1

I made a sketch like this:

void setup() {
  // put your setup code here, to run once:
  Serial.begin(9600);

  char str1[64] = "test with spaces";
  char str2[32] = "test with spaces";

  Serial.println(str1);
  Serial.println(str2);

  if (str1 == str2) Serial.println("Equals");
  else Serial.println("Different");

  if (strcmp(str1, str2)) Serial.println("Equals");
  else Serial.println("Different");

//  if (strcoll(str1, str2)) Serial.println("Equals"); // <-- this won't compile for Arduino UNO { why ??? }
//  else Serial.println("Different");

  if (memcmp(str1, str2, sizeof(str2))) Serial.println("Equals");
  else Serial.println("Different");

  if (areEqual(str1, str2)) Serial.println("Equals");
  else Serial.println("Different");

  strcpy(str1, "test+with+spaces");
  strcpy(str2, "test with spaces");

  Serial.println();
  Serial.println(str1);
  Serial.println(str2);

  if (str1 == str2) Serial.println("Equals");
  else Serial.println("Different");

  if (strcmp(str1, str2)) Serial.println("Equals");
  else Serial.println("Different");

  if (memcmp(str1, str2, sizeof(str2))) Serial.println("Equals");
  else Serial.println("Different");

  if (areEqual(str1, str2)) Serial.println("Equals");
  else Serial.println("Different");

  strcpy(str1, "test+with++++++++++++++++++++++++++++++++++++spaces");
  strcpy(str2, "test with spaces");

  Serial.println();
  Serial.println(str1);
  Serial.println(str2);

  if (str1 == str2) Serial.println("Equals");
  else Serial.println("Different");

  if (strcmp(str1, str2)) Serial.println("Equals");
  else Serial.println("Different");

  if (memcmp(str1, str2, sizeof(str2))) Serial.println("Equals");
  else Serial.println("Different");

  if (areEqual(str1, str2)) Serial.println("Equals");
  else Serial.println("Different");

}

void loop() {
  // put your main code here, to run repeatedly:

}


bool areEqual(char* string1, char* string2) {
  return ((strlen(string1) == strlen(string2)) && (strstr(string1, string2)));
}

Which produces this:

test with spaces
test with spaces
Different
Different
Different
Equals

test+with+spaces
test with spaces
Different
Equals
Equals
Different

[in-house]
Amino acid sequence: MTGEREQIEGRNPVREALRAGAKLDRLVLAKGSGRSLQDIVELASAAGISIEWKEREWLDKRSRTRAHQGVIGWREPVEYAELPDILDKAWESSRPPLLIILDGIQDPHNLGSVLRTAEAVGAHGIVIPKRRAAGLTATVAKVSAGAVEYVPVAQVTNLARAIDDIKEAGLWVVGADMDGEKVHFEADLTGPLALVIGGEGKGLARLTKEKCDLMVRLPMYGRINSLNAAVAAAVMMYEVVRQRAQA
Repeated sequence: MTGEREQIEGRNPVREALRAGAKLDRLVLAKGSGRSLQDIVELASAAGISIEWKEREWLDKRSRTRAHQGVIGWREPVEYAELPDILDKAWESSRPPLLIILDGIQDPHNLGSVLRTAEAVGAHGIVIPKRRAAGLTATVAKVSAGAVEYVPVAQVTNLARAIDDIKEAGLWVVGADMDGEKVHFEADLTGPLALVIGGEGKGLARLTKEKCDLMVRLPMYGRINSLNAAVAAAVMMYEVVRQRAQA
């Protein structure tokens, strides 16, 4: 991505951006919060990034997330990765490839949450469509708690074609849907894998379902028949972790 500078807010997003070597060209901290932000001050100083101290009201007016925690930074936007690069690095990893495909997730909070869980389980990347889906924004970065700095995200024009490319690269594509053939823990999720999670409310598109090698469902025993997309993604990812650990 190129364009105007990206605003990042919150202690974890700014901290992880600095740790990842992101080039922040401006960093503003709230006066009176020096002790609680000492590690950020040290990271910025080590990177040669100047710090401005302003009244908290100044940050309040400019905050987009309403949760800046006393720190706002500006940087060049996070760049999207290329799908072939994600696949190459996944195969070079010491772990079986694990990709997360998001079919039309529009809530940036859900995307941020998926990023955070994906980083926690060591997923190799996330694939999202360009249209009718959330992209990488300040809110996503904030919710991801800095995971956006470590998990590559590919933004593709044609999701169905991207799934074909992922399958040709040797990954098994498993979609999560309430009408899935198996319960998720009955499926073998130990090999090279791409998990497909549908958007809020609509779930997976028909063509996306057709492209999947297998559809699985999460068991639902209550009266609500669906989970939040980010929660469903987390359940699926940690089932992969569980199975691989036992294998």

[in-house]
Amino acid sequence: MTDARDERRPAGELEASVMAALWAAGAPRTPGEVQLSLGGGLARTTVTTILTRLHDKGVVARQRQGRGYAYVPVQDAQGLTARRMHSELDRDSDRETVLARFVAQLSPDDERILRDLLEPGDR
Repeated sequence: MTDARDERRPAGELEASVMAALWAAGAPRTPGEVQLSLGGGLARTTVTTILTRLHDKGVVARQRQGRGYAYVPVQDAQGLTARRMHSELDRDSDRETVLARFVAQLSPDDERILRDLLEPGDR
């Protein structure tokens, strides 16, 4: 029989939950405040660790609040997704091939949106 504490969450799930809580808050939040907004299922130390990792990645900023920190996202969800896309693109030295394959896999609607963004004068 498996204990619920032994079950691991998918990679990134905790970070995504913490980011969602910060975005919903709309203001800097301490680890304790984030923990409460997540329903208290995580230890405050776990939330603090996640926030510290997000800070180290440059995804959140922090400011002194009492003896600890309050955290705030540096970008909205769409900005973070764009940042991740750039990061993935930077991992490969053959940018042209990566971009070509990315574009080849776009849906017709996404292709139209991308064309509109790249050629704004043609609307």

test+with++++++++++++++++++++++++++++++++++++spaces
test with spaces
Different
Equals
Equals
Different

The first comparisson is silly (==), I know. It compares the address of the pointer, not of the string itself. I just put it there to show how hard it is for a programmer who comes from another language to understand such a thing.

The second comparison (strcmp), as the reference says "Compares the C string str1 to the C string str2.", NO, it doesn't. They are exactly the same, except for their pre-specified size. But the strings are equal to my eyes.

The third comparison (strcoll) uses locale to compare the two strings, but how come it says different when they are equal?

The fourth comparison (memcmp), given two pointers to the exact same sequence of characters, why does it say "different"?

The mind blowing part is the comparison "works" when you add as many "+" as you wish to only one of the strings. Isn't a "+" sign also a character?

It's obvious I must be missing something really basic about c++ style strings, but I dare to ask: what is it?

Thanks.

1
  • A small remark on nomenclature: The char * kind of strings are called "C strings" (careful when googling that), null- or zero-terminated strings, as they originated in C. In contrast, C++ strings are of type std::string. With these, comparison with the == operates as you expect: it compares strings, not pointers. Oct 22 '19 at 20:35
5

The return value of strcmp does not have boolean semantics, as you seem to incorrectly assume.

strcmp is a tri-state comparator, which returns negative, zero or positive value. For equal strings it returns zero, which means that an equality comparison with strcmp should normally look as follows

if (strcmp(str1, str2) == 0) Serial.println("Equals");
else Serial.println("Different");

while your original code actually does the opposite.

There's a moderately widespread ugly habit of writing such comparisons as

if (!strcmp(str1, str2)) Serial.println("Equals");
else Serial.println("Different");

(note the application of ! operator). It works properly, but it has poor readability. Avoid it. For tri-state comparators is a much better idea to spell out the comparison with 0 explicitly.

And you made exactly the same mistake with memcmp. memcmp is also a tri-state comparator, so it should be

if (memcmp(str1, str2, sizeof str2) == 0) Serial.println("Equals");
else Serial.println("Different");

The same applies to strcoll.

P.S. And in fact such zero-terminated strings represented by char[] arrays are called C-style strings, not C++-style strings.

1
  • Duhhh. You guys are great. In the end of the day, there was no mystic clouds around the strings, it was all about the results of the functions. Thanks.
    – MrCabana
    Oct 22 '19 at 19:26

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